Go Extinct! is a card game that teaches children and adults the basics of our evolutionary tree. It’s like Go Fish, except that the cards represent various tetrapod species, and the “suits” are the various clades, or evolutionary groups, that each species falls into. Ariel Marcy, the creator, has done a good job with the evolutionary tree. The full evolutionary, or phylogenetic, tree is dauntingly complex. Marcy boils it down to a manageable number of groups, and she does a good job of choosing animals to represent major groups, from the mundane (such as chicken) to the obscure (such as the snakelike, amphibian caecilians). Players can see for themselves that looks can be deceiving, and two animals might look different but be closely related, or look similar but have only a distant connection.
The evolutionary tree is central to a modern understanding of animal taxonomy. Hundreds of years ago, animals were grouped together according to their characteristics, putting birds, for example, is a category separate from reptiles. Today, however, we group animals according to common descent. Birds and mammals are grouped together with reptiles in the “amniote” clade. Marcy calls this large clade the “shell shockers” because we’re the tetrapods that evolved eggs that could survive on land. While many of these clades have intimidating scientific names, such as “Laurasiatherian,” Marcy has given them all kid-friendly names that point to the animals’ evolution. She uses the term “North Siders” for Laurasiatherians, such as lions and whales, because they evolved in the northern continent of Laurasia.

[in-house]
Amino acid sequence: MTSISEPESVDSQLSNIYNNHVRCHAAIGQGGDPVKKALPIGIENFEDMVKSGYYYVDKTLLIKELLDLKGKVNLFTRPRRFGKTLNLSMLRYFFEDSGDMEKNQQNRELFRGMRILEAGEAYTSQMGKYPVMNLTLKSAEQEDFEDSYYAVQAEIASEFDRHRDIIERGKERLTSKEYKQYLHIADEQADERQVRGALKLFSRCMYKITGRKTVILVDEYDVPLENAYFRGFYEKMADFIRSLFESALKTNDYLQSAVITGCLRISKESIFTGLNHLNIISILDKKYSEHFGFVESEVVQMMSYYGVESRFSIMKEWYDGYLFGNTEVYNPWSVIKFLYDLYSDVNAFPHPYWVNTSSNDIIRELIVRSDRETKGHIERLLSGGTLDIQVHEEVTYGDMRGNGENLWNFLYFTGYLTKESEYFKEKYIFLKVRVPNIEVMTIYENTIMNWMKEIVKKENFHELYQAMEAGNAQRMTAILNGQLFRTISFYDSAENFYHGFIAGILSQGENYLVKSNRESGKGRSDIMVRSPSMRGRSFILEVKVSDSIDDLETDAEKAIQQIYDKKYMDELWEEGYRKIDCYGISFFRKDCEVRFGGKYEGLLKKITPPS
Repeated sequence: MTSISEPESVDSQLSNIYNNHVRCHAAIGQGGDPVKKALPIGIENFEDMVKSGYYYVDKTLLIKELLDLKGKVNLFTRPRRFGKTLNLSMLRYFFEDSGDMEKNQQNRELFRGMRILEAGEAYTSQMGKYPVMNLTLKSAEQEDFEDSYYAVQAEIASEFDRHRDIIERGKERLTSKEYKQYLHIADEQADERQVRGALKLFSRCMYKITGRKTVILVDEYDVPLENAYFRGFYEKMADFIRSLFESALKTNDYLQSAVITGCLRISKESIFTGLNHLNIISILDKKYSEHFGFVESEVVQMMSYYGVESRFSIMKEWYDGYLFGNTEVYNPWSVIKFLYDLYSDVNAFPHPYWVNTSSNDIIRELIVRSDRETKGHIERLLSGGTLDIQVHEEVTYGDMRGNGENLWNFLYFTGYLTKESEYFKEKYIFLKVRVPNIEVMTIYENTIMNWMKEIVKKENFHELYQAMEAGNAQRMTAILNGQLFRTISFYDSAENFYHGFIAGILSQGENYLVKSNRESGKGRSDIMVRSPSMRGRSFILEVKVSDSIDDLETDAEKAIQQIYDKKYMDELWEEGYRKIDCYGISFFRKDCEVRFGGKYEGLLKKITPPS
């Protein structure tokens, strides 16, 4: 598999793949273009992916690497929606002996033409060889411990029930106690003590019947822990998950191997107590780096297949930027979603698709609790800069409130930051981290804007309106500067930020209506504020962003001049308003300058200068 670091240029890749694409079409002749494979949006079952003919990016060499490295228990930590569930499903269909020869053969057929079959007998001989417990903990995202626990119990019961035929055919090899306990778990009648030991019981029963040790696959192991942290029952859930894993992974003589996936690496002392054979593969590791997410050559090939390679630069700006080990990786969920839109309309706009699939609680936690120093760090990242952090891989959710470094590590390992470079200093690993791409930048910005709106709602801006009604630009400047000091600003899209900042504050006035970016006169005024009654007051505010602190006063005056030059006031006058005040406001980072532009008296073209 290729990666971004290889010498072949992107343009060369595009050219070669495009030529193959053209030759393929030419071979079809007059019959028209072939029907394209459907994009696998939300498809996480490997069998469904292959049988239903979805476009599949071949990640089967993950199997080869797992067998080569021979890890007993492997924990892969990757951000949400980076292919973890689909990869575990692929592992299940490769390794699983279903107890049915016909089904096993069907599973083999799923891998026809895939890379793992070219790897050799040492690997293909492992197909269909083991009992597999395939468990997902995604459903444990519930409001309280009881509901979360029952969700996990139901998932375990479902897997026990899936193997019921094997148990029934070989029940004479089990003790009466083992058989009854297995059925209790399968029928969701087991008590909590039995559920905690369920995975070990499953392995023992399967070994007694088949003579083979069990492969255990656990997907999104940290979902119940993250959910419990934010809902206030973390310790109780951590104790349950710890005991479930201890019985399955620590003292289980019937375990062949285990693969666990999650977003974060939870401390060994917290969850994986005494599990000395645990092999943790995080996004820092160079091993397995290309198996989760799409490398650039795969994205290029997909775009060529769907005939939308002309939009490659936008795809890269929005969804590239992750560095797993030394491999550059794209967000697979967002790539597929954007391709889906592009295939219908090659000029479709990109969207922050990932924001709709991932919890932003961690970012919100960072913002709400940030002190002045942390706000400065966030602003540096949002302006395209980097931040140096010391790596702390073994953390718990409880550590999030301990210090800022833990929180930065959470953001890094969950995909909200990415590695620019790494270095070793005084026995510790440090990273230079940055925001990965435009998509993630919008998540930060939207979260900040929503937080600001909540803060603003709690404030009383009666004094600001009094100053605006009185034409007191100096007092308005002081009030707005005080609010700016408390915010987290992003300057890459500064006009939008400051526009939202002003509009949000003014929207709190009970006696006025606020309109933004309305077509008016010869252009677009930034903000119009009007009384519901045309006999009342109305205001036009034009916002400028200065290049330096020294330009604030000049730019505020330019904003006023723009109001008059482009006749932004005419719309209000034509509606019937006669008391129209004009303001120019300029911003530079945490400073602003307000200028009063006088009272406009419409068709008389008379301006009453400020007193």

The phylogenetic tree expresses the modern way of understanding relationships among organisms, living and extinct. Go Extinct! is a fun way for people to interact with the tree and get comfortable with it. Please consider backing Marcy’s Kickstarter campaign, which you can find right here. Her Kickstarter ends on May 31st, so don’t delay.